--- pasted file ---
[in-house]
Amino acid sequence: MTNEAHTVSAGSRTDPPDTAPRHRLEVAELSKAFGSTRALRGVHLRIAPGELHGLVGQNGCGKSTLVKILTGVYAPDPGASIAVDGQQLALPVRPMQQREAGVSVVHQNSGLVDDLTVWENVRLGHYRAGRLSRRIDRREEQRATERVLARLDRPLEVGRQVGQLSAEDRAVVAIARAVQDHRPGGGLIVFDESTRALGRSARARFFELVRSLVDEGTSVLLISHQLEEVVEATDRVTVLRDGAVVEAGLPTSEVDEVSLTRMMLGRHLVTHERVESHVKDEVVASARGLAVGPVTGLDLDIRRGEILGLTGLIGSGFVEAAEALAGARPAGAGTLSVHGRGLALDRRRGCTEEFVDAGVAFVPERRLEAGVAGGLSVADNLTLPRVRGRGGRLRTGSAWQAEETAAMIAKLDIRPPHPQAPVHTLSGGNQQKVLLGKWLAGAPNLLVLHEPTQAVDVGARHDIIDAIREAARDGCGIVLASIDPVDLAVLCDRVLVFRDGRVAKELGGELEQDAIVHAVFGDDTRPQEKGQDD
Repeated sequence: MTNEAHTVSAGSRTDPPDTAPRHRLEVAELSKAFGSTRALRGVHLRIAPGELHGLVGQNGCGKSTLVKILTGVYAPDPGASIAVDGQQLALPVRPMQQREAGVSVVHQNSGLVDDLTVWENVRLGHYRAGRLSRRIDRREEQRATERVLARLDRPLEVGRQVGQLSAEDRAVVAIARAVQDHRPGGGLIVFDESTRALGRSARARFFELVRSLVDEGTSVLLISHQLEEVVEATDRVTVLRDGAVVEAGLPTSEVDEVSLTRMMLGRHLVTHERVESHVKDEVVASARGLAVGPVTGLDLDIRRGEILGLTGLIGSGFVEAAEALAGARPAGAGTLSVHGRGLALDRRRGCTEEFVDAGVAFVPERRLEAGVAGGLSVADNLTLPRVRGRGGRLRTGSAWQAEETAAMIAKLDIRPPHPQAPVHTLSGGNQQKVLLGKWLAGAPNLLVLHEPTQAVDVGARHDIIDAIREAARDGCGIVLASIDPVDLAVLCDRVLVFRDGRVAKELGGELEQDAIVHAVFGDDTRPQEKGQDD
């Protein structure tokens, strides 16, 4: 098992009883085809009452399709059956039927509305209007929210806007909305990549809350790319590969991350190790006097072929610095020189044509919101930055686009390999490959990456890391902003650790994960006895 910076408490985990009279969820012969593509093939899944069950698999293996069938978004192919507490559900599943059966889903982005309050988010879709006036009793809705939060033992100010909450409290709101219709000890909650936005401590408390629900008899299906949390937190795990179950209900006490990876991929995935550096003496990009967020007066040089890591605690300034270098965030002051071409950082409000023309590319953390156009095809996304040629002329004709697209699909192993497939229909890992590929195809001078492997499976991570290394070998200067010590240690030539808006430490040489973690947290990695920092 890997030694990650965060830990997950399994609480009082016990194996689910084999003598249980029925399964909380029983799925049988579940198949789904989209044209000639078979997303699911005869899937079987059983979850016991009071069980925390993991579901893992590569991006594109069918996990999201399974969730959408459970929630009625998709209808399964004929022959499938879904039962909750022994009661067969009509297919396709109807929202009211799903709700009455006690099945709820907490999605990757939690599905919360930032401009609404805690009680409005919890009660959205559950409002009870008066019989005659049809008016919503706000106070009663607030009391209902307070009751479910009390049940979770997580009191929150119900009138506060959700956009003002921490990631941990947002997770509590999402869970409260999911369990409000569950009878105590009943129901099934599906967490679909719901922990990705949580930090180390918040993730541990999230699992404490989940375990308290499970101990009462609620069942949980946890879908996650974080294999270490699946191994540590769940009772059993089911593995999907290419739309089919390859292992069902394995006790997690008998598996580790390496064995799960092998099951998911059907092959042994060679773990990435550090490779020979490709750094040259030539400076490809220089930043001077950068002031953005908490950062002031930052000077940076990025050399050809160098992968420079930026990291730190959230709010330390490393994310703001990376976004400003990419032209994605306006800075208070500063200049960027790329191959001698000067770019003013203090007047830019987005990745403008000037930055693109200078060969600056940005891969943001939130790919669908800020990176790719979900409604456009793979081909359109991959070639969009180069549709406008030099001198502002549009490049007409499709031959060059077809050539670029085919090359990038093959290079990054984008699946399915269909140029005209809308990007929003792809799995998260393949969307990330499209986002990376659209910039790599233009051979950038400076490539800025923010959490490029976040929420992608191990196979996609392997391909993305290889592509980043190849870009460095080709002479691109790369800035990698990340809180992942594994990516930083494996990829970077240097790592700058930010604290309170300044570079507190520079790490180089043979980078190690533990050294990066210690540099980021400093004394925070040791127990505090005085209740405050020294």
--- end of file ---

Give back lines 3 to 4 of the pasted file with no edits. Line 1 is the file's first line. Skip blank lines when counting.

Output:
Repeated sequence: MTNEAHTVSAGSRTDPPDTAPRHRLEVAELSKAFGSTRALRGVHLRIAPGELHGLVGQNGCGKSTLVKILTGVYAPDPGASIAVDGQQLALPVRPMQQREAGVSVVHQNSGLVDDLTVWENVRLGHYRAGRLSRRIDRREEQRATERVLARLDRPLEVGRQVGQLSAEDRAVVAIARAVQDHRPGGGLIVFDESTRALGRSARARFFELVRSLVDEGTSVLLISHQLEEVVEATDRVTVLRDGAVVEAGLPTSEVDEVSLTRMMLGRHLVTHERVESHVKDEVVASARGLAVGPVTGLDLDIRRGEILGLTGLIGSGFVEAAEALAGARPAGAGTLSVHGRGLALDRRRGCTEEFVDAGVAFVPERRLEAGVAGGLSVADNLTLPRVRGRGGRLRTGSAWQAEETAAMIAKLDIRPPHPQAPVHTLSGGNQQKVLLGKWLAGAPNLLVLHEPTQAVDVGARHDIIDAIREAARDGCGIVLASIDPVDLAVLCDRVLVFRDGRVAKELGGELEQDAIVHAVFGDDTRPQEKGQDD
């Protein structure tokens, strides 16, 4: 098992009883085809009452399709059956039927509305209007929210806007909305990549809350790319590969991350190790006097072929610095020189044509919101930055686009390999490959990456890391902003650790994960006895 910076408490985990009279969820012969593509093939899944069950698999293996069938978004192919507490559900599943059966889903982005309050988010879709006036009793809705939060033992100010909450409290709101219709000890909650936005401590408390629900008899299906949390937190795990179950209900006490990876991929995935550096003496990009967020007066040089890591605690300034270098965030002051071409950082409000023309590319953390156009095809996304040629002329004709697209699909192993497939229909890992590929195809001078492997499976991570290394070998200067010590240690030539808006430490040489973690947290990695920092 890997030694990650965060830990997950399994609480009082016990194996689910084999003598249980029925399964909380029983799925049988579940198949789904989209044209000639078979997303699911005869899937079987059983979850016991009071069980925390993991579901893992590569991006594109069918996990999201399974969730959408459970929630009625998709209808399964004929022959499938879904039962909750022994009661067969009509297919396709109807929202009211799903709700009455006690099945709820907490999605990757939690599905919360930032401009609404805690009680409005919890009660959205559950409002009870008066019989005659049809008016919503706000106070009663607030009391209902307070009751479910009390049940979770997580009191929150119900009138506060959700956009003002921490990631941990947002997770509590999402869970409260999911369990409000569950009878105590009943129901099934599906967490679909719901922990990705949580930090180390918040993730541990999230699992404490989940375990308290499970101990009462609620069942949980946890879908996650974080294999270490699946191994540590769940009772059993089911593995999907290419739309089919390859292992069902394995006790997690008998598996580790390496064995799960092998099951998911059907092959042994060679773990990435550090490779020979490709750094040259030539400076490809220089930043001077950068002031953005908490950062002031930052000077940076990025050399050809160098992968420079930026990291730190959230709010330390490393994310703001990376976004400003990419032209994605306006800075208070500063200049960027790329191959001698000067770019003013203090007047830019987005990745403008000037930055693109200078060969600056940005891969943001939130790919669908800020990176790719979900409604456009793979081909359109991959070639969009180069549709406008030099001198502002549009490049007409499709031959060059077809050539670029085919090359990038093959290079990054984008699946399915269909140029005209809308990007929003792809799995998260393949969307990330499209986002990376659209910039790599233009051979950038400076490539800025923010959490490029976040929420992608191990196979996609392997391909993305290889592509980043190849870009460095080709002479691109790369800035990698990340809180992942594994990516930083494996990829970077240097790592700058930010604290309170300044570079507190520079790490180089043979980078190690533990050294990066210690540099980021400093004394925070040791127990505090005085209740405050020294």